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Isovaleric acidemia, also called isovaleric aciduria or isovaleric acid CoA dehydrogenase deficiency, is a rare autosomal recessive metabolic disorder which disrupts or prevents normal metabolism of the branched-chain amino acid leucine. It is a classical type of organic acidemia.
In about half of cases, the signs and symptoms of this disorder become apparent within a few days after birth and include poor feeding, vomiting, seizures, and lack of energy that can progress to coma. These medical problems are typically severe and can be life-threatening. In the other half of cases, the signs and symptoms of the disorder appear during childhood and may come and go over time. They are often triggered by an infection or by eating an increased amount of protein-rich foods.
The urine of newborns can be screened for isovaleric acidemia using mass spectrometry, allowing for early diagnosis. Elevations of isovalerylglycine in urine and of isovalerylcarnitine in plasma are found.
The disorder has an autosomal recessive inheritance pattern, which means the defective gene is located on an autosome, and two copies of the gene - one from each parent - must be inherited to be affected by the disorder. The parents of a child with an autosomal recessive disorder are carriers of one copy of the defective gene, but are usually not affected by the disorder.
Mutations in both copies of the IVD gene result in isovaleric acidemia.
The enzyme encoded by IVD, isovaleric acid-CoA dehydrogenase (EC 220.127.116.11), plays an essential role in breaking down proteins from the diet. Specifically, the enzyme is responsible for the third step in processing leucine, an essential amino acid. If a mutation in the IVD gene reduces or eliminates the activity of this enzyme, the body is unable to break down leucine properly. As a result, isovaleric acid and related compounds build up to toxic levels, damaging the brain and nervous system.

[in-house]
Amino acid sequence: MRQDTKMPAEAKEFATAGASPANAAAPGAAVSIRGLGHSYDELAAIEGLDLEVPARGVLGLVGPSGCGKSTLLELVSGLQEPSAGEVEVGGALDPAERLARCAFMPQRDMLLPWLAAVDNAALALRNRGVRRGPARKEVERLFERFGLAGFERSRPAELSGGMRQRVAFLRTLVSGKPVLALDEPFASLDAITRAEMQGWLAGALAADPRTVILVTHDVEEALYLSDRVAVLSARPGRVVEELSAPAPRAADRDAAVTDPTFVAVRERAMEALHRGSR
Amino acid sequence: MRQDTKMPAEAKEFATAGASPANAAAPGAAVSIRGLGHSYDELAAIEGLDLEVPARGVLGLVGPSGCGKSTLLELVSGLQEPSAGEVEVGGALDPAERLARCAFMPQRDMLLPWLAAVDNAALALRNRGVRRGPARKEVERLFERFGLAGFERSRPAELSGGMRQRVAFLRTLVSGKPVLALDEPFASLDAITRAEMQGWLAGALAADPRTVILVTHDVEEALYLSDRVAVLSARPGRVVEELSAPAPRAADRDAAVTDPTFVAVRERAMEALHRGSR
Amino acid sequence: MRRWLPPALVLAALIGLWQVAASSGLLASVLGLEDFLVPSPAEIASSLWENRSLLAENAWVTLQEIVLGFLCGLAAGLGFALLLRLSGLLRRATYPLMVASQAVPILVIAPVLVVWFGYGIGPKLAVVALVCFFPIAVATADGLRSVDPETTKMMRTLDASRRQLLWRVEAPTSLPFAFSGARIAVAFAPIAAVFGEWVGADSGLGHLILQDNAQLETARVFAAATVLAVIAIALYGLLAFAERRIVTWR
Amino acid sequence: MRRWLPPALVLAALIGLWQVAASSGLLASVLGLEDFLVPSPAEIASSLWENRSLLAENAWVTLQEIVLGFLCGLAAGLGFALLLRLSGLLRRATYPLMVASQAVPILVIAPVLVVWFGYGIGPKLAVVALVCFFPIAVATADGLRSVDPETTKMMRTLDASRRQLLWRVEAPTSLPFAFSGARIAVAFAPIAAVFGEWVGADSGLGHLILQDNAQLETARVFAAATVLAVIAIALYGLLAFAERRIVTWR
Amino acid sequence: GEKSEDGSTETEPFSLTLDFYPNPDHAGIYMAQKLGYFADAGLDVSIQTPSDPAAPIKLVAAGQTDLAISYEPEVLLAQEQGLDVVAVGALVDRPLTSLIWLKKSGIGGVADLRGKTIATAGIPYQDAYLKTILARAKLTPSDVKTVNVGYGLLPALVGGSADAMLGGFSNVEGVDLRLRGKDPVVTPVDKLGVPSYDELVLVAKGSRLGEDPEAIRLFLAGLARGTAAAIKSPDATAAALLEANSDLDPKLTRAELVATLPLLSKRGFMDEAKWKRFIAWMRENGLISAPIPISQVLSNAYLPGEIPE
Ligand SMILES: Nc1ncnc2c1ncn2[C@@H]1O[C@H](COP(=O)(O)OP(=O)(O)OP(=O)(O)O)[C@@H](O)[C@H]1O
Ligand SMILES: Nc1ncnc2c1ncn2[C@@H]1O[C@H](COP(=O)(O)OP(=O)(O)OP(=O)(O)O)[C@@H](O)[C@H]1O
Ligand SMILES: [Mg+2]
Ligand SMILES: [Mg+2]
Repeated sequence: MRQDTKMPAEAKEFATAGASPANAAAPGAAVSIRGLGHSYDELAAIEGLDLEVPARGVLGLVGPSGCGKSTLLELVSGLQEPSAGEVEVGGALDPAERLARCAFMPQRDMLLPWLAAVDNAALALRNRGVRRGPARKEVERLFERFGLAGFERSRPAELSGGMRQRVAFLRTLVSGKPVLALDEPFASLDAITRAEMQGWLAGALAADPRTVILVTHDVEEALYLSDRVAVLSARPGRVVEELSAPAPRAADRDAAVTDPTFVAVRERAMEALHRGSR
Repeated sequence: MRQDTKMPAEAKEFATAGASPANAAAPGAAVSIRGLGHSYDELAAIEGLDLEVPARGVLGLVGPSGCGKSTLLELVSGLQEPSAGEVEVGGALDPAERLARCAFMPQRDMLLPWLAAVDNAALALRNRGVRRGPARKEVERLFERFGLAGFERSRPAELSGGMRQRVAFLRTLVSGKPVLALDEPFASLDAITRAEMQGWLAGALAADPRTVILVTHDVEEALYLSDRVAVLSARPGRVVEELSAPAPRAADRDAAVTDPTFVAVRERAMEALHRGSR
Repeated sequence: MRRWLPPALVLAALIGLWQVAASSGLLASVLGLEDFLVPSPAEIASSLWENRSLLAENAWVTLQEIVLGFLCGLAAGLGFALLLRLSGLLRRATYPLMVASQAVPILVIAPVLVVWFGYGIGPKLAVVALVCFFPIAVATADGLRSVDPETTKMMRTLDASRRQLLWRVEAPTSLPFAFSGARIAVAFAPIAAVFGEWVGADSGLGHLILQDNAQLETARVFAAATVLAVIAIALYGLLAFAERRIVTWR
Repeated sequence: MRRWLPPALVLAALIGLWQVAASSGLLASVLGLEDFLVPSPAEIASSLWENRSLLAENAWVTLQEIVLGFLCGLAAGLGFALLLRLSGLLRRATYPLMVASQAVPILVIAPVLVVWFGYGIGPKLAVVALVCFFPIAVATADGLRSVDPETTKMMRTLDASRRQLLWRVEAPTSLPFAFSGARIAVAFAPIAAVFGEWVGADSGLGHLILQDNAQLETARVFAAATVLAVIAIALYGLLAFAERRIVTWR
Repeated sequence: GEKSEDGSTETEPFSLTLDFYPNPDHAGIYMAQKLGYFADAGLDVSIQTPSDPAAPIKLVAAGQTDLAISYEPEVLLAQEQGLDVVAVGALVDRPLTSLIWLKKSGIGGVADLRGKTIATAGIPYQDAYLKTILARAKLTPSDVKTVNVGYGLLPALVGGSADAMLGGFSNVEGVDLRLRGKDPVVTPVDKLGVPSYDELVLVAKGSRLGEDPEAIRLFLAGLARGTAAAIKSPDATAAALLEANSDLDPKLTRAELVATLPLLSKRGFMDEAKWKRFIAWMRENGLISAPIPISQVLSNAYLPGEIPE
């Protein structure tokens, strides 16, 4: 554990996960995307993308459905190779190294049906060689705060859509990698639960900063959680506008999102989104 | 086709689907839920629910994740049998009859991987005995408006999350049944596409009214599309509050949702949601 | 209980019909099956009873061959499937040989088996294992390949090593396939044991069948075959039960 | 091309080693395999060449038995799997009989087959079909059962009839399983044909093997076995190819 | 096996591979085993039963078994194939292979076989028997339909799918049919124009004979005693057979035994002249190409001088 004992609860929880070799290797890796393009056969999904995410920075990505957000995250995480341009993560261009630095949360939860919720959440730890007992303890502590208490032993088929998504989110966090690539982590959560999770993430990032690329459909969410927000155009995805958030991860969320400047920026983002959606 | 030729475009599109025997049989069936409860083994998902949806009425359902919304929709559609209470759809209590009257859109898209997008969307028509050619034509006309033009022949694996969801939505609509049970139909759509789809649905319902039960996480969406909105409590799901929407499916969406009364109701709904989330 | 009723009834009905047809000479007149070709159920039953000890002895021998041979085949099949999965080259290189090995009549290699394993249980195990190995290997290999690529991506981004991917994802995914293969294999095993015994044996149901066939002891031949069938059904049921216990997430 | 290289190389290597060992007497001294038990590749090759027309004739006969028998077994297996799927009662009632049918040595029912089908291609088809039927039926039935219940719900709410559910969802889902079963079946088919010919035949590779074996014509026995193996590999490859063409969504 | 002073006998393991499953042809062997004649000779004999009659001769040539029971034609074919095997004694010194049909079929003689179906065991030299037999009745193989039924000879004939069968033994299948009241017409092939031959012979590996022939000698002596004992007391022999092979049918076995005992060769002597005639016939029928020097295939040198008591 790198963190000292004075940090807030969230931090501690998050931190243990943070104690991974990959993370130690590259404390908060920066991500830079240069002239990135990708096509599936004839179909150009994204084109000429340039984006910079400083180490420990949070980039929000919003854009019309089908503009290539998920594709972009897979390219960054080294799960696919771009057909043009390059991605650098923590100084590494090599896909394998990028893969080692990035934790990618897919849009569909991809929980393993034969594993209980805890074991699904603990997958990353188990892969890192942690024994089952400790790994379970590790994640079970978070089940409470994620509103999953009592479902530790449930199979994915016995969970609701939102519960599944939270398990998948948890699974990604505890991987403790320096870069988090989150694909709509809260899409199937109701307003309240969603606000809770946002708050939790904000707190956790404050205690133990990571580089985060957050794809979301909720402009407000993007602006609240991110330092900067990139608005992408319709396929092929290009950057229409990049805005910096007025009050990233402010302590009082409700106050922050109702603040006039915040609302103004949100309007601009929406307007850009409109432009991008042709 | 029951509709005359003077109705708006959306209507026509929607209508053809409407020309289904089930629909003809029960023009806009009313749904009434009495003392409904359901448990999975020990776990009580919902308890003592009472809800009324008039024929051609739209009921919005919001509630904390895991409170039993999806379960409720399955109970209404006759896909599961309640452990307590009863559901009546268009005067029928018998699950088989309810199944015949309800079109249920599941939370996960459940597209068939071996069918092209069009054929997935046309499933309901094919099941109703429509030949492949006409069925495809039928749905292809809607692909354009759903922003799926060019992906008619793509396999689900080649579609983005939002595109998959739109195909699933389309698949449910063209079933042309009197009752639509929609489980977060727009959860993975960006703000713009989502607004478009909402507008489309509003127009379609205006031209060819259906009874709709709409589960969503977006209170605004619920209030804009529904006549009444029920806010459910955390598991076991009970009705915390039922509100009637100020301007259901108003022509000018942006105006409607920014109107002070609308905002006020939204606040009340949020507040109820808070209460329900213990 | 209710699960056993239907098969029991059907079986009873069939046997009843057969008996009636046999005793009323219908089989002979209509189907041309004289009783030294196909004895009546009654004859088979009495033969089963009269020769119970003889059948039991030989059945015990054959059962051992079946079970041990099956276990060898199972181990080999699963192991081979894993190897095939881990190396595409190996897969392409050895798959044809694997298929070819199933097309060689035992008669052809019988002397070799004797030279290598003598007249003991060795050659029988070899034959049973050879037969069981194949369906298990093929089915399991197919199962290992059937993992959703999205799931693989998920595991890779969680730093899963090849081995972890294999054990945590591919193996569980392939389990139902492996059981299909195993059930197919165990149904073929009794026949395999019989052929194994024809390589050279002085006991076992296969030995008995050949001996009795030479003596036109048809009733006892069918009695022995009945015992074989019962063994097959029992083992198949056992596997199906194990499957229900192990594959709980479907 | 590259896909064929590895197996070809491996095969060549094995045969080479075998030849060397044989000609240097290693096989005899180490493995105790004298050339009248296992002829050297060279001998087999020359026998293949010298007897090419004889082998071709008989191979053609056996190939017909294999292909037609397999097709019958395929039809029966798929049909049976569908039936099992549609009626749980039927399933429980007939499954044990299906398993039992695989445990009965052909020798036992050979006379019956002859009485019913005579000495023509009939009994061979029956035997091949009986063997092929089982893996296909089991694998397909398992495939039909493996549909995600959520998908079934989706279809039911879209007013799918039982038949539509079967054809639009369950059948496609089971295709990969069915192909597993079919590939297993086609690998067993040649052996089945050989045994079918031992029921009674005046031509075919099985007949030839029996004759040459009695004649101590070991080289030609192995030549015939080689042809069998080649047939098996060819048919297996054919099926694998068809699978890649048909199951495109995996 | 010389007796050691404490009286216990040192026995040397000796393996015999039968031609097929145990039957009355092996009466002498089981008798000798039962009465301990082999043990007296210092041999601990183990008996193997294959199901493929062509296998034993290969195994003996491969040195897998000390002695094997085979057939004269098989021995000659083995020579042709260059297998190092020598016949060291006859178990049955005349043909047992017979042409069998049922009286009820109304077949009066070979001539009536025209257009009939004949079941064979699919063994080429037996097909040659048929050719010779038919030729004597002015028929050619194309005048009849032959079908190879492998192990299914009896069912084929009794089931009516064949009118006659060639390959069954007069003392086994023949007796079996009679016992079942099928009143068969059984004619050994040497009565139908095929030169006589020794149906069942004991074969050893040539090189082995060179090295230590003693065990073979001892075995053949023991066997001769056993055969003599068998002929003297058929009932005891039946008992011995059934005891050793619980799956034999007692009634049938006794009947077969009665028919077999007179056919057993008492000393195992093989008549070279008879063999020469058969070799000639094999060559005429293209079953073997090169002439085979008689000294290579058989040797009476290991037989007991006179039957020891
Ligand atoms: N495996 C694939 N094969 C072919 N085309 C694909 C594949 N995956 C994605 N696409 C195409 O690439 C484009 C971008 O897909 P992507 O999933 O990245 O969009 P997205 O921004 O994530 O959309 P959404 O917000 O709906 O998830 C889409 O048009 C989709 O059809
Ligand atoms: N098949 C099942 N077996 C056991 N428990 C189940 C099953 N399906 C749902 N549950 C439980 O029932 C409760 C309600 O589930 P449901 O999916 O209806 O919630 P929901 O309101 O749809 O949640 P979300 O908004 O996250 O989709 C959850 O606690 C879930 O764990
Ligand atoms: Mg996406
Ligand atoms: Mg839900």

Treatment consists of dietary protein restriction, particularly leucine. During acute episodes, glycine is sometimes given, which conjugates with isovalerate forming isovalerylglycine, or carnitine which has a similar effect.
Elevated hydroxyisovalerate is a clinical marker of biotin deficiency. Without biotin, leucine and isoleucine cannot be fully metabolized. This leads to the formation of hydroxyisovalerate instead of the normal useful byproducts of leucine and isoleucine catabolism. Elevated hydroxyisovalerate can be caused by genetic conditions or dietary deficiency of biotin, and many patients with organic acidemias related to incomplete leucine catabolism can benefit from supplemental biotin. Biotin deficiency on its own can have severe physiological and cognitive consequences  that closely resemble symptoms of organic acidemias.
On 9 May 2014, the UK National Screening Committee (UK NSC) announced its recommendation to screen every newborn baby in the UK for four further genetic disorders as part of its NHS Newborn Blood Spot Screening programme, including isovaleric acidemia.
- Online 'Mendelian Inheritance in Man' (OMIM) 243500
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- Organic Acidemia Association
- Isovaleric acidemia at NLM Genetics Home Reference
- -187695062 at GPnotebook
- GeneReviews: The Organic Acidemias